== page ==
The Gallatin Democrat of March 17, 1883, contains the following item: "The Jamesport Observer has suspended. Our young friend, Sam Buzzard, has too good a financial head to waste money on so precarious an enterprise." Just when this paper was started has not been ascertained, but it evidently was short lived.
The Jamesport Herald was established about 1889. Robert M. Harrah was editor of the paper until 1893 or 1894, when he became editor of the Gallatin North Missourian. The paper was not affiliated with an political party, but since its editor later became the editor of the Republican North Missourian, it is probable that he had strong tendencies toward that party.
In 1899 or 1900, Ed A. Sproul started an independent paper known as the Jamesport Natural Gas. It was published only a short time. The editor went west and has since been connected with various papers.
The first paper published in Pattonsburg was the Call, the first issue of which appeared in September, 1881. Since its establishment, the paper has been edited by Eugene A. Martin. Mr. Martin is a native of Iowa, but the family removed to Hamilton, Mo., while he was still a small boy. Here he learned the printer's trade and worked at Brookfield, Laclede, Kingston, and Linneus, and assisted in establishing the Hamiltonian. In December, 1880, he came to Daviess County and founded the Winston New Era. The paper was published only nine months. He then established the Call. During 1889 and 1890 the paper was semi-weekly and again in 1911 it was published twice a week. It is independent in its political policy. Mr. Martin also published for a time the Jameson Larconic. No other editor has seen so many years of service in the county.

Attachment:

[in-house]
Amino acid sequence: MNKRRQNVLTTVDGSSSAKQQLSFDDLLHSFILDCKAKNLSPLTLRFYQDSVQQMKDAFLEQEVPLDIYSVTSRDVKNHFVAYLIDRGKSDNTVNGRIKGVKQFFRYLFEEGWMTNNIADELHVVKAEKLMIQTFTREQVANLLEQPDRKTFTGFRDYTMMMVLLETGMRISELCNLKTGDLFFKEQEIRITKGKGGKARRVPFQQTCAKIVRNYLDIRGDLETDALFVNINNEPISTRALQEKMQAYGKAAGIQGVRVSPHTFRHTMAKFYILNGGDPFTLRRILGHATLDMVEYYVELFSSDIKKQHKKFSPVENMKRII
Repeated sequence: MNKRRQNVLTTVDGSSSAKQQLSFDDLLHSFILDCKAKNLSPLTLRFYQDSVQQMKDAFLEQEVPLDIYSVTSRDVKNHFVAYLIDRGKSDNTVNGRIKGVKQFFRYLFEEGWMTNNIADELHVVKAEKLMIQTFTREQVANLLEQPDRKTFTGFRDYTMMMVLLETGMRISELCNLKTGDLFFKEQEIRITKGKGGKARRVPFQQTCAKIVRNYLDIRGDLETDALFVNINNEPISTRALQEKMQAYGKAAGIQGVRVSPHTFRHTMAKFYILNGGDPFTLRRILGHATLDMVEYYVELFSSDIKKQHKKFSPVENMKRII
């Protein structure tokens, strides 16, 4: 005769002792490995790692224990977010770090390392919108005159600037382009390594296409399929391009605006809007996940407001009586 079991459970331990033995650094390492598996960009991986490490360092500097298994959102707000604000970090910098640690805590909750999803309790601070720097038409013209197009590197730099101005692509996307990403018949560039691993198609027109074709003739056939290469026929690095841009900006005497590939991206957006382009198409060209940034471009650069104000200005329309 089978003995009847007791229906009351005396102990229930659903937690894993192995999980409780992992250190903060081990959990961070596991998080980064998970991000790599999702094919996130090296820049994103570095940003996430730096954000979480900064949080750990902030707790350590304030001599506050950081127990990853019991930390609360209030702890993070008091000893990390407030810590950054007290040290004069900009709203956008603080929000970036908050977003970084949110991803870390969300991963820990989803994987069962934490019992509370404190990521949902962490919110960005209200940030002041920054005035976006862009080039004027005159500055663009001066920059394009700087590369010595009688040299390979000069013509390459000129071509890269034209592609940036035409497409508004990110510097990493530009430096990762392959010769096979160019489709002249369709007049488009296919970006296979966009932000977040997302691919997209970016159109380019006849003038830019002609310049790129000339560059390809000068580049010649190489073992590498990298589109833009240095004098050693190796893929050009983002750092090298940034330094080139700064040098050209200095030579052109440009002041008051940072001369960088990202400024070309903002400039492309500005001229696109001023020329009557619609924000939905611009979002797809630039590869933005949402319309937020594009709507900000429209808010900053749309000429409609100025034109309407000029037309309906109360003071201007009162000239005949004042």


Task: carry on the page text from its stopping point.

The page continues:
Missouri Veteran was established at Pattonsburg in 1884 by Col. W. B. Watts, a veteran printer. After about a year he disposed of the paper to Charles E. Hill, a real estate man. A short time afterwards the paper was suspended.
Dr. William Neil established the Star in the early nineties. About 1895, Charles P. Warner took over the paper and changed its name to the Star-Press. He soon gave it up, and W. S. Daniels became its editor. About 1898, Mr. Daniels disposed of the paper to E. A. McCollom. It was suspended about 1900. Under Mr. Daniels the paper was listed as Republican in politics, but under Mr. McCollum as Democratic.
During the summer and fall of 1894, a paper was edited by Anthony Dahl.
At one time Pattonsburg had three newspapers, the Call (independent) the Star-Press (Democratic,) and the Life (Republican.) This latter paper was edited a short time by W. T. Paugh, who about 1898, moved the plant of the Coffey Life to Pattonsburg. The paper was published for a year or two and the plant was again moved to Coffey. In 1901, it was purchased by John Adams, a school teacher, who again brought it to Pattonsburg, where he established the Courier. Joe Wright was also connected with the paper. It lasted only a short time, not long enough to be listed in the state manuals. The plant finally landed in Gallatin where it became the Daviess County Republican, which had a brief and troubled existence.
Still later a man from Camden Point started a paper which lasted only a few months. This was the Call's last competitor, and from the length of time it was published, it did not cause much competition.